• An unconventional presentation of an elderly man with sepsis and a nonfunctioning permanent cardiac pacemaker is reviewed. Our interpretations of signs of an acute abdomen and laboratory evidence suggestive of acute cholecystitis did not lead to the correct diagnosis. The pacemaker electrode had perforated the myocardium and this event is believed to be secondary to bacterial endocarditis at the electrode tip. The therapeutic implications of this unique case are discussed.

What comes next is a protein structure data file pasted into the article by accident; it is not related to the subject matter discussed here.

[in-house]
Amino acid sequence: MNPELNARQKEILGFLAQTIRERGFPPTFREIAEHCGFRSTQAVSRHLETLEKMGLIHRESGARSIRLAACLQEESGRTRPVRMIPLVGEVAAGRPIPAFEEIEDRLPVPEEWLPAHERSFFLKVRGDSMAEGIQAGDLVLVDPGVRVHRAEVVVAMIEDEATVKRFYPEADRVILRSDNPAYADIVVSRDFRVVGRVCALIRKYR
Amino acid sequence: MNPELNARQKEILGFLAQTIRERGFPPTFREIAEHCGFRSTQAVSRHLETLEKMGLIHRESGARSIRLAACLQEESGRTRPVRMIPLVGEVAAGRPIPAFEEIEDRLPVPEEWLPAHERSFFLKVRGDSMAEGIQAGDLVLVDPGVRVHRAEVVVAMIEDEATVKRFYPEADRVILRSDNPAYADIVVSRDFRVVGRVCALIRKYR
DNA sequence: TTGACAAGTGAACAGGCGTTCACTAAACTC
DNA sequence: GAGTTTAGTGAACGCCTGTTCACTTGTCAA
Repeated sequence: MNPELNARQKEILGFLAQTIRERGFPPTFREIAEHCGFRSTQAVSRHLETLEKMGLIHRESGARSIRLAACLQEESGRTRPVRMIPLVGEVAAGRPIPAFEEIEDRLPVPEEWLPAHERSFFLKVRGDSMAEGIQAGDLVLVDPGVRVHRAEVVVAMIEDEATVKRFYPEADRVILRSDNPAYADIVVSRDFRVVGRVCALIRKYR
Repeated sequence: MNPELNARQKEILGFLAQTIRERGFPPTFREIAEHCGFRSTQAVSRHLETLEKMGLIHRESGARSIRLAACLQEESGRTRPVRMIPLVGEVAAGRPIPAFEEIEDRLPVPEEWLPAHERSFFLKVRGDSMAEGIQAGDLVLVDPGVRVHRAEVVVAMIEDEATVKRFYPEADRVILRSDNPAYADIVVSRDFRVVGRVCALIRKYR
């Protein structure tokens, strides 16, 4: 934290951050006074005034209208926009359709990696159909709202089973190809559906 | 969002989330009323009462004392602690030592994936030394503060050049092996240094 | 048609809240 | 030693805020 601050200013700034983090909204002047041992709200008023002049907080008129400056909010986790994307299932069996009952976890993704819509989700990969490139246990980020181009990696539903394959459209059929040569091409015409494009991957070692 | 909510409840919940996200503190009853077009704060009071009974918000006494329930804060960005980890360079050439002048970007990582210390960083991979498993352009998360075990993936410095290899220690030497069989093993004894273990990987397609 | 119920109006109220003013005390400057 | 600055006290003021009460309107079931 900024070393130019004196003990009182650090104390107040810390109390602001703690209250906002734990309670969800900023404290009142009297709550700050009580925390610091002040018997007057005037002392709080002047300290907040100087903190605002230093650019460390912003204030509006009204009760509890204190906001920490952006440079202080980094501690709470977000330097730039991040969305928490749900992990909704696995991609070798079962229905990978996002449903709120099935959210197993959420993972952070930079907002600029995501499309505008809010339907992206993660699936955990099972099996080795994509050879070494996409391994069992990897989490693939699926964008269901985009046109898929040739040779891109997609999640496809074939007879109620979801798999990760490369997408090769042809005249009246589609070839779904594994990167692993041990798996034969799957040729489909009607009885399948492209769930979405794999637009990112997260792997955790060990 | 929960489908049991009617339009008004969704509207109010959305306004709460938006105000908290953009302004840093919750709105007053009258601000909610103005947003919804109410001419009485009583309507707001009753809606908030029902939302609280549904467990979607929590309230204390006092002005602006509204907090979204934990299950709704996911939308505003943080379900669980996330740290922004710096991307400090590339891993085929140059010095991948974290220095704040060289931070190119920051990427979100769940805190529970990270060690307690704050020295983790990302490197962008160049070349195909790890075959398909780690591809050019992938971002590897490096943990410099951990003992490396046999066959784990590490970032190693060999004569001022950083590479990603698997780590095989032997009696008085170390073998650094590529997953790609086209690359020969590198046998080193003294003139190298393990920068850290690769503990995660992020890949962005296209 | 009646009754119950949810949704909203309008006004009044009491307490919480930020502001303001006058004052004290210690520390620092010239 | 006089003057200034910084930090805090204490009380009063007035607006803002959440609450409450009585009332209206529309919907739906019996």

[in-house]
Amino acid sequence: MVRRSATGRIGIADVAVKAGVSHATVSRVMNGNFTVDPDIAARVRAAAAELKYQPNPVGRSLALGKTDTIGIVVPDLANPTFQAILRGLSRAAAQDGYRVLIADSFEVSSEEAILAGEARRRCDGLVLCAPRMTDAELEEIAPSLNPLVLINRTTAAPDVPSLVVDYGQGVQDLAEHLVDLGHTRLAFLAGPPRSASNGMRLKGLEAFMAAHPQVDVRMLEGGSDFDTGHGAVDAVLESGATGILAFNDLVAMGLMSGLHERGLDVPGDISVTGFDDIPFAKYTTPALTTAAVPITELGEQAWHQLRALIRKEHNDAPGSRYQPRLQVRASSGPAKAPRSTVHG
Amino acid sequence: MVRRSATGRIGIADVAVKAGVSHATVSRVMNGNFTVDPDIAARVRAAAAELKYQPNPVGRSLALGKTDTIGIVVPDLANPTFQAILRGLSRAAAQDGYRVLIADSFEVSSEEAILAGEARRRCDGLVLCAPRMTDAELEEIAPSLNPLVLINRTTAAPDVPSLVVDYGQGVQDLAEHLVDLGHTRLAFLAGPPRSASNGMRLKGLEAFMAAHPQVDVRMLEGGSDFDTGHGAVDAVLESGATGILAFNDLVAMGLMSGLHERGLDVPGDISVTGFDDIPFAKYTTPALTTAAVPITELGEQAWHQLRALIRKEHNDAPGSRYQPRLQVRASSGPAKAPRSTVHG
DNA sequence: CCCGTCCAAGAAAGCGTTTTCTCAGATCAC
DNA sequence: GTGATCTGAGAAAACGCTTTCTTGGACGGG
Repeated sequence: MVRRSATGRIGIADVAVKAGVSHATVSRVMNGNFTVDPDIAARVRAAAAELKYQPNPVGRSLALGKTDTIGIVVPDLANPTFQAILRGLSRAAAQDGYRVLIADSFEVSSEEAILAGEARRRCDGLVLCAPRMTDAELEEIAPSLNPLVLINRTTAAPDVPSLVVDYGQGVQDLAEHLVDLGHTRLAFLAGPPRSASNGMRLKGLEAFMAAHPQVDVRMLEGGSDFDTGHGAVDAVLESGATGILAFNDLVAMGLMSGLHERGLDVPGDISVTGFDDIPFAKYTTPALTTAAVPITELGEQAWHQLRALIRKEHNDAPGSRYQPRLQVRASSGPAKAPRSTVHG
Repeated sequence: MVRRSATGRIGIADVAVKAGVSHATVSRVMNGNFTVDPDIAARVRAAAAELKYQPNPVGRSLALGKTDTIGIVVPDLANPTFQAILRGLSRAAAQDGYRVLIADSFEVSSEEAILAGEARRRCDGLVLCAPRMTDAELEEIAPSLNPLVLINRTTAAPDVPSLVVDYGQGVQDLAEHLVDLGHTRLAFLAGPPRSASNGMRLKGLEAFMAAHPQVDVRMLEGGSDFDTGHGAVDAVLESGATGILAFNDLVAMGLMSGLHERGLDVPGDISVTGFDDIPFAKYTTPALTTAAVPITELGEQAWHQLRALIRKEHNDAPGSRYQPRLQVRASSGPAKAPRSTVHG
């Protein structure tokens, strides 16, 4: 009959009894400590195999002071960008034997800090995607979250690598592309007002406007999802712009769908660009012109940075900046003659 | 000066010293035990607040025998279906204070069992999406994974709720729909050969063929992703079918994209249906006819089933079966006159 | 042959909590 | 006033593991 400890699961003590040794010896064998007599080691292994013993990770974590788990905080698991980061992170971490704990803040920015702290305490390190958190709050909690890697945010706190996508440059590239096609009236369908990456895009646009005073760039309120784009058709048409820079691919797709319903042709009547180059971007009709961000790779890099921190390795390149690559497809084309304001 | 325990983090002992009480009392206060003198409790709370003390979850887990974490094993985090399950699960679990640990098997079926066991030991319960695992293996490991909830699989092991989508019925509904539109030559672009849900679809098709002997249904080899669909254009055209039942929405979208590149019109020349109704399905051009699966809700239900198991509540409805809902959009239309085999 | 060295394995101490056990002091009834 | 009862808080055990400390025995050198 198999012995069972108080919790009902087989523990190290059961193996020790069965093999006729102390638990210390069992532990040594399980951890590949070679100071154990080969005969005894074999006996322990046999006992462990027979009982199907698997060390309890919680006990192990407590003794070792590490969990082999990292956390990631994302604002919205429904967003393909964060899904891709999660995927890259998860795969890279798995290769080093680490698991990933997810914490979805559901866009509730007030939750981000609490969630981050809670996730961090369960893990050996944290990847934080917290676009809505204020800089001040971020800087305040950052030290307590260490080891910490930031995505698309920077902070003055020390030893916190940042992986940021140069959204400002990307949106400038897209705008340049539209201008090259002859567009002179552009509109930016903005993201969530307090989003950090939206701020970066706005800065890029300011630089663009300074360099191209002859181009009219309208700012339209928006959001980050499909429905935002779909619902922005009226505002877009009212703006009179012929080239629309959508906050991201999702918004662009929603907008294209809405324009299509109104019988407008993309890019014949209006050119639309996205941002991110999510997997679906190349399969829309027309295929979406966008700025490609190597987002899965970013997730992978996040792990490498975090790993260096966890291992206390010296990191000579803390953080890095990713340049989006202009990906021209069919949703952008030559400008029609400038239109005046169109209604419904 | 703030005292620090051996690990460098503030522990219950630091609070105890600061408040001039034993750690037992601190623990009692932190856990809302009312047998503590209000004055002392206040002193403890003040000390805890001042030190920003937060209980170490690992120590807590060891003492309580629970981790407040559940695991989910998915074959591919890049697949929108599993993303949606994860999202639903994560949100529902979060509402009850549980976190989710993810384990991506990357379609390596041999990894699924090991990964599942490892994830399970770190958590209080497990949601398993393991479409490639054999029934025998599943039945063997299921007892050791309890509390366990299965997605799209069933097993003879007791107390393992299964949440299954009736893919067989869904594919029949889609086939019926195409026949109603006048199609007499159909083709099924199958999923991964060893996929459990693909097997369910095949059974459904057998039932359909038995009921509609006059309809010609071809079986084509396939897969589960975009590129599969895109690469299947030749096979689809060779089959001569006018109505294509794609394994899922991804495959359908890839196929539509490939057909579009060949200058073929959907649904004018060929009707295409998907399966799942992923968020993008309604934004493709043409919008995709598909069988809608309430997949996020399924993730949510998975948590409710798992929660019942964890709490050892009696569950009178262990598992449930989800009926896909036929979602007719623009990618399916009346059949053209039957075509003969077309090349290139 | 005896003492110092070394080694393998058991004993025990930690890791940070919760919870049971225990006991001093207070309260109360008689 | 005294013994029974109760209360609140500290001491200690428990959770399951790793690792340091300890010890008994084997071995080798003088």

(Arch Intern Med 1982;142:1931)